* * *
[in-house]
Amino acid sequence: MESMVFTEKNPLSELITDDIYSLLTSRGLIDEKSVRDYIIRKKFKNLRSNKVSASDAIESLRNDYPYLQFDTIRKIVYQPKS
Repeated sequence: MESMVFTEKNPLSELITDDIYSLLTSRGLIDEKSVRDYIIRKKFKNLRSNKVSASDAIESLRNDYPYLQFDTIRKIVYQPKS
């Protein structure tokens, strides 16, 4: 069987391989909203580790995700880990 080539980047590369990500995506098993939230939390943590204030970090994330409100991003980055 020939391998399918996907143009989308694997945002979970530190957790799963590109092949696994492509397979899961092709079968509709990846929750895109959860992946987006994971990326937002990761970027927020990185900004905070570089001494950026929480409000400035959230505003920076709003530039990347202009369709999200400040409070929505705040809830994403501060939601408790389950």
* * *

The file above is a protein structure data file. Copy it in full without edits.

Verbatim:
[in-house]
Amino acid sequence: MESMVFTEKNPLSELITDDIYSLLTSRGLIDEKSVRDYIIRKKFKNLRSNKVSASDAIESLRNDYPYLQFDTIRKIVYQPKS
Repeated sequence: MESMVFTEKNPLSELITDDIYSLLTSRGLIDEKSVRDYIIRKKFKNLRSNKVSASDAIESLRNDYPYLQFDTIRKIVYQPKS
């Protein structure tokens, strides 16, 4: 069987391989909203580790995700880990 080539980047590369990500995506098993939230939390943590204030970090994330409100991003980055 020939391998399918996907143009989308694997945002979970530190957790799963590109092949696994492509397979899961092709079968509709990846929750895109959860992946987006994971990326937002990761970027927020990185900004905070570089001494950026929480409000400035959230505003920076709003530039990347202009369709999200400040409070929505705040809830994403501060939601408790389950």